Why is this important?
Communicating in a second (or a third…) language can be challenging for even the most proficient of speakers. Because English has developed independently in many parts of the world, there is no guarantee that two English speakers will understand one another all of the time. Common expressions learned in Australia might be a mystery to those who learned English in Jamaica. Likewise, an accent perfected in Ireland might be difficult to understand for those who learned English in the United States or Japan.
Fortunately, it is human nature to want to understand others and to be understood. This is especially true in educational settings where teachers want to teach and students want to learn—even though English may be a non-native language to both. Because teachers often repeat information in lectures and demonstrations, in feedback on student work, and in answers to questions, they can use strategies focused on these crucial teacher-student interactions to become more effective communicators.
Strategies to improve oral communication
- Prepare for each presentation or demonstration as you would for a public speaking engagement. Practice in the mirror and/or with a willing listener several times before presenting to your students. In other words, speak out loud, don’t just read.
- Meet with a tutor in the AAU Online Speaking Lab (http://blogs.academyart.edu/ols/speaking/online-speaking-lab.html) to practice and receive feedback on pronunciation and presentation skills.
- Become familiar with the rubric for each assignment and use similar phrases and vocabulary in your lectures/demonstrations, critiques, and answers to questions pertaining to that assignment.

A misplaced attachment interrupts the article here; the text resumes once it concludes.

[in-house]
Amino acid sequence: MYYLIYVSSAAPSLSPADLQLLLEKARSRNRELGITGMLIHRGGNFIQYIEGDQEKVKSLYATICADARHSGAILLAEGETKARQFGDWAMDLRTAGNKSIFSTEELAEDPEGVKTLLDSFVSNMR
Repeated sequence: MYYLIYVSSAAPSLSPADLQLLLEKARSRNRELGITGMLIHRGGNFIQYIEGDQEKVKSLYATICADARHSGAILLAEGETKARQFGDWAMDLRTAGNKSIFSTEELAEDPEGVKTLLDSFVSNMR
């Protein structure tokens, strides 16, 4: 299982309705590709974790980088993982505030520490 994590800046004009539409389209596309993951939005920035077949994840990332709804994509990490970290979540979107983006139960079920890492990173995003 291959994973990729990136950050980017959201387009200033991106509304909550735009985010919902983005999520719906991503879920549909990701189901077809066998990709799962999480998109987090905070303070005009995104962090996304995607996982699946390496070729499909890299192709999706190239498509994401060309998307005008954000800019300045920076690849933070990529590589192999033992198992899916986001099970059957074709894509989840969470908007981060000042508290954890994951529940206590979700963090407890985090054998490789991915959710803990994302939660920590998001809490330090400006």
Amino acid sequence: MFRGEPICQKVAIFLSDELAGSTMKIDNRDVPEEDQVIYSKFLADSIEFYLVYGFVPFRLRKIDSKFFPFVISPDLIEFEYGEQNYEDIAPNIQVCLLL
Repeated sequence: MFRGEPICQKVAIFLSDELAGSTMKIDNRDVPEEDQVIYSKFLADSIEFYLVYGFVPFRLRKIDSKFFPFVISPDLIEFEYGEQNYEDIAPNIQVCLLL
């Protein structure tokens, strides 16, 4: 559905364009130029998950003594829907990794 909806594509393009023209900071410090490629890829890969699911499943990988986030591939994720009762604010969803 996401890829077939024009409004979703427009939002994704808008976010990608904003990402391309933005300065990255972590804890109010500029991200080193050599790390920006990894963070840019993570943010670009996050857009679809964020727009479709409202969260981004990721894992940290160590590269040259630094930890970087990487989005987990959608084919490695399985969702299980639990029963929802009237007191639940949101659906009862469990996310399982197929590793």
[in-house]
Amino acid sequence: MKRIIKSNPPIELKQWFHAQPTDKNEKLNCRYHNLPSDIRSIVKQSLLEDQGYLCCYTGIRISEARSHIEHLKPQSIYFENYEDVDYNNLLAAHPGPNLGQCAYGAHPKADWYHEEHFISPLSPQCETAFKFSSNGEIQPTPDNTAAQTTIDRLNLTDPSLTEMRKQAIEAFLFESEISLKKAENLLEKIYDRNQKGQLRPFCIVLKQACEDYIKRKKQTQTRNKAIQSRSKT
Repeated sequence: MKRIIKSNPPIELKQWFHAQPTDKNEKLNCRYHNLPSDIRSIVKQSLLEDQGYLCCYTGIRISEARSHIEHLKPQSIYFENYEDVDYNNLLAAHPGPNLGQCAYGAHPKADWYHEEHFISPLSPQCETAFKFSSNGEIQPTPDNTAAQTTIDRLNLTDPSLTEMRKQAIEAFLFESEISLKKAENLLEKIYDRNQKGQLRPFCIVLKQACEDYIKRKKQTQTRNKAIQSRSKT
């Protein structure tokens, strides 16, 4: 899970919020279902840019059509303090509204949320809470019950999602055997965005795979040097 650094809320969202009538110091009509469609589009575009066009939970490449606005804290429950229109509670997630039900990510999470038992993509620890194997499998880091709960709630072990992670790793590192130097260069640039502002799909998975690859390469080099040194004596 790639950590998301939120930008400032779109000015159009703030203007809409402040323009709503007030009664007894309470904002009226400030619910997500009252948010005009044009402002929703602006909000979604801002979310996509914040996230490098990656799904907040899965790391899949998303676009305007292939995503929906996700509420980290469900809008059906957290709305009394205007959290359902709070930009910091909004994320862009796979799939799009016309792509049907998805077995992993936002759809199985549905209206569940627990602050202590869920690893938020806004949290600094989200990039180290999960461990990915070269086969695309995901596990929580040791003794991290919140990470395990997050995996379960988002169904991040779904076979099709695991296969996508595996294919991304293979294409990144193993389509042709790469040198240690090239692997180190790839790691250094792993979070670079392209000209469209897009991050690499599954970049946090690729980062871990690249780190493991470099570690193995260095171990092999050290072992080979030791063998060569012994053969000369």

- Speak slowly, clearly, and loudly enough so the whole class can hear you.
- Use PowerPoint slides to highlight key points in text.
- After each key point, ask a volunteer to explain the concept. This allows you to make sure students have understood and provides an opportunity for the class (and you) to hear the information again in different words.
Strategies to improve written communication
- Use the phrases and vocabulary from assignment rubrics when offering feedback.
- Write simply. Long, complicated sentences can be difficult to understand.
- Write scripts for common responses or comments, make sure they are clear and grammatically correct, and then paste them into discussions and on student work as needed.
- Read writing out loud to notice errors that you might have missed while proofreading silently.
- Use the Online Writing Lab (https://my.academyart.edu/resources/forms/academy-resource-center/owl) to get feedback on scripts (see #2), and other pieces of writing.
- Use proofreading services such as grammarly.com to check spelling and grammar before giving written feedback to students.
Resource created by Chantelle Ferguson, Director of Online Language Support